BRIEF DESCRIPTION OF THE DRAWINGS
FIG. 1 is a functional block diagram of an exemplary system that facilitates mitigation of interference in stretch-processed SAR data.
FIG. 2 is an exemplary SAR data flow diagram.
FIG. 3 is a flow diagram that illustrates an exemplary methodology for mitigating interference in stretch-processed SAR data.
FIG. 4 is an exemplary computing system.
DETAILED DESCRIPTION
Various technologies pertaining to interference mitigation in stretch-processing SAR data are now described with reference to the drawings, wherein like reference numerals are used to refer to like elements throughout. In the following description, for purposes of explanation, numerous specific details are set forth in order to provide a thorough understanding of one or more aspects. It may be evident, however, that such aspect(s) may be practiced without these specific details. In other instances, well-known structures and devices are shown in block diagram form in order to facilitate describing one or more aspects. Further, it is to be understood that functionality that is described as being carried out by certain system components may be performed by multiple components. Similarly, for instance, a component may be configured to perform functionality that is described as being carried out by multiple components.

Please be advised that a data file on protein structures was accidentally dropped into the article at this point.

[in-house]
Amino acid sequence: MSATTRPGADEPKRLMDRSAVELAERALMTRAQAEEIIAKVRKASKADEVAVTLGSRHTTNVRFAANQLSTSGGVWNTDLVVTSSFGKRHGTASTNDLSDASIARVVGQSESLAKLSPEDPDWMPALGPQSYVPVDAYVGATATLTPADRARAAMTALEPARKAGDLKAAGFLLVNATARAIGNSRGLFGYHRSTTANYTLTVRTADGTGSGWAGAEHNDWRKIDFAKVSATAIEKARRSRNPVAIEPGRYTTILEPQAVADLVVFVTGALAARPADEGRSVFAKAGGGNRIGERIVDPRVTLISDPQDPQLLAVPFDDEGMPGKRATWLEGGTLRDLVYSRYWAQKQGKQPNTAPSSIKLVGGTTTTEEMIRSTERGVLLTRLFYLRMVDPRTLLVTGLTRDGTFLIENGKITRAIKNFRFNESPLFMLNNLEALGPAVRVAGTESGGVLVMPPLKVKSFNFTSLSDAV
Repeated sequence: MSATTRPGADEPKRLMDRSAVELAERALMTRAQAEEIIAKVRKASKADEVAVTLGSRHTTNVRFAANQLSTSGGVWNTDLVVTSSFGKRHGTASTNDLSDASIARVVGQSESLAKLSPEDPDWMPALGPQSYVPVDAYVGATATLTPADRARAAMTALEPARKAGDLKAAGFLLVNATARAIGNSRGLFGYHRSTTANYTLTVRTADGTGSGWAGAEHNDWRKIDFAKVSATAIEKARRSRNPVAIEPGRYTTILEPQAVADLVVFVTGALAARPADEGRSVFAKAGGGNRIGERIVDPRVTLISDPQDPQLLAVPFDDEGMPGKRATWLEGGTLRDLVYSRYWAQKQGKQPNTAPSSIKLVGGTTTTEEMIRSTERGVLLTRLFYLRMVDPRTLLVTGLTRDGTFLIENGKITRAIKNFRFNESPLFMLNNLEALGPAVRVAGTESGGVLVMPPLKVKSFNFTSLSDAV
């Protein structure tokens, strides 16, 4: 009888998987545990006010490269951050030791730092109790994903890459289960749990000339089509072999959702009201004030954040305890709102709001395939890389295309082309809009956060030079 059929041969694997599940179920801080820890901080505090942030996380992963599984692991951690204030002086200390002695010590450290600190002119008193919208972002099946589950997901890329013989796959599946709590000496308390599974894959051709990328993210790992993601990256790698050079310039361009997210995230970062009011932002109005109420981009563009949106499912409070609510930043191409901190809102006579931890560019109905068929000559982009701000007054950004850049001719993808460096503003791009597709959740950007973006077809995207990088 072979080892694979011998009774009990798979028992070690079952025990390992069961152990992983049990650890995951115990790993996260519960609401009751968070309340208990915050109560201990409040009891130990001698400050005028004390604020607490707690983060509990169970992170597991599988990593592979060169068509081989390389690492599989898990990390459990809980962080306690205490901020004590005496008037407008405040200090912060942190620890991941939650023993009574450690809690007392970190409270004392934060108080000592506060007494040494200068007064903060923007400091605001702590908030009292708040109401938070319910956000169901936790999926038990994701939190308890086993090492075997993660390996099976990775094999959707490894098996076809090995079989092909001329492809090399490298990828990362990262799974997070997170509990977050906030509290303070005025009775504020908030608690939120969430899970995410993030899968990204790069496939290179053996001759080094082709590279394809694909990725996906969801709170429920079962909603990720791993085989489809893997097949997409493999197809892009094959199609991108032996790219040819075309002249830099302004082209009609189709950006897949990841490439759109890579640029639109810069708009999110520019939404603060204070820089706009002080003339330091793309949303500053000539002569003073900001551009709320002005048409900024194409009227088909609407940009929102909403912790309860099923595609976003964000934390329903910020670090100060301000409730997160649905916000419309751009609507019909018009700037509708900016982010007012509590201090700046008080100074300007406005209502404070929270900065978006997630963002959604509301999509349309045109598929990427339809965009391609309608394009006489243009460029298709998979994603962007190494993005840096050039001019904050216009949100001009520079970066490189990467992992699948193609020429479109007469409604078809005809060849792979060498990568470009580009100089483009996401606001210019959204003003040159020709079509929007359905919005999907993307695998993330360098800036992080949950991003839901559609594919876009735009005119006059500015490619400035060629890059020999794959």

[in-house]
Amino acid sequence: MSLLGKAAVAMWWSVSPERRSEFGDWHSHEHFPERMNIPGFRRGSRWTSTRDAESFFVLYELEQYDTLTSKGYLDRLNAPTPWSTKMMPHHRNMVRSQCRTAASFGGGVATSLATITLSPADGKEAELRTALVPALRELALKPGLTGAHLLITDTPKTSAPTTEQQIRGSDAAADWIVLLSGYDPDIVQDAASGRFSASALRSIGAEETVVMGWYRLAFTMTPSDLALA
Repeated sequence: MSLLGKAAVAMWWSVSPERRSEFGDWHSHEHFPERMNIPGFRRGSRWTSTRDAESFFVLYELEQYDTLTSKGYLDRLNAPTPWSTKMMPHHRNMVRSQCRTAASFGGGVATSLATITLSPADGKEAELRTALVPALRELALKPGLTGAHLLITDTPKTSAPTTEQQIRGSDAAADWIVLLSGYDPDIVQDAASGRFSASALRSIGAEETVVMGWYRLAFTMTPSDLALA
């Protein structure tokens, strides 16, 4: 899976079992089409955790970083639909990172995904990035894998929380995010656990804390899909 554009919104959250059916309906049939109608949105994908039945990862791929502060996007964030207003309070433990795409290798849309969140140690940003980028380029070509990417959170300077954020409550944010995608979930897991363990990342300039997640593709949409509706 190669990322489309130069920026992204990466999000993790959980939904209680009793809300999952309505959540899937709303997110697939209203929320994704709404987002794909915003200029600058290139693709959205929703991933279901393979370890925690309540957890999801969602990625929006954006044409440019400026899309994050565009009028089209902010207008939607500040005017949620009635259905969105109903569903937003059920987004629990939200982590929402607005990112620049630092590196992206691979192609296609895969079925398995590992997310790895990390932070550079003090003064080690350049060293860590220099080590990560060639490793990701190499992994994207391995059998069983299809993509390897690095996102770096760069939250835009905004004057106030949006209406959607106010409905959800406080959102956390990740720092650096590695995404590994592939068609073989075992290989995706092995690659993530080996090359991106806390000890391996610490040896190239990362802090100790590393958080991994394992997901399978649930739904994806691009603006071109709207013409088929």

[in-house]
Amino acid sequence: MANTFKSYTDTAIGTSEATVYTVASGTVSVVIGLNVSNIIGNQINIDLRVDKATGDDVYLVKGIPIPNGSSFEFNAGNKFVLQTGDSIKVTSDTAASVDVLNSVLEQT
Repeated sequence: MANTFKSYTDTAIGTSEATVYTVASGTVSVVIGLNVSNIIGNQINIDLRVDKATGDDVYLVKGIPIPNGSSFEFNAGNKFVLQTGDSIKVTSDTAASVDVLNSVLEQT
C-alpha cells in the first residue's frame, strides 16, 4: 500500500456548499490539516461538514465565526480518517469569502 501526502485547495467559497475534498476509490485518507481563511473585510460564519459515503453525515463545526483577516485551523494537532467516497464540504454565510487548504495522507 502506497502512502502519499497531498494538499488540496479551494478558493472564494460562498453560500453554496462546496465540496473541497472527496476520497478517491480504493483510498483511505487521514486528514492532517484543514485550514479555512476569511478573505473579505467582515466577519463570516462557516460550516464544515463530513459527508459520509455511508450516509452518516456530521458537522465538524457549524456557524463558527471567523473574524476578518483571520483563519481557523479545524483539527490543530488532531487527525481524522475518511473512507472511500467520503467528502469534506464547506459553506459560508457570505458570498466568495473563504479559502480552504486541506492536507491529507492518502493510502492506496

Moreover, the term “or” is intended to mean an inclusive “or” rather than an exclusive “or.” That is, unless specified otherwise, or clear from the context, the phrase “X employs A or B” is intended to mean any of the natural inclusive permutations. That is, the phrase “X employs A or B” is satisfied by any of the following instances: X employs A; X employs B; or X employs both A and B. In addition, the articles “a” and “an” as used in this application and the appended claims should generally be construed to mean “one or more” unless specified otherwise or clear from the context to be directed to a singular form.
Further, as used herein, the terms “component” and “system” are intended to encompass computer-readable data storage that is configured with computer-executable instructions that cause certain functionality to be performed when executed by a processor. The computer-executable instructions may include a routine, a function, or the like. It is also to be understood that a component or system may be localized on a single device or distributed across several devices. Additionally, as used herein, the term “exemplary” is intended to mean serving as an illustration or example of something, and is not intended to indicate a preference.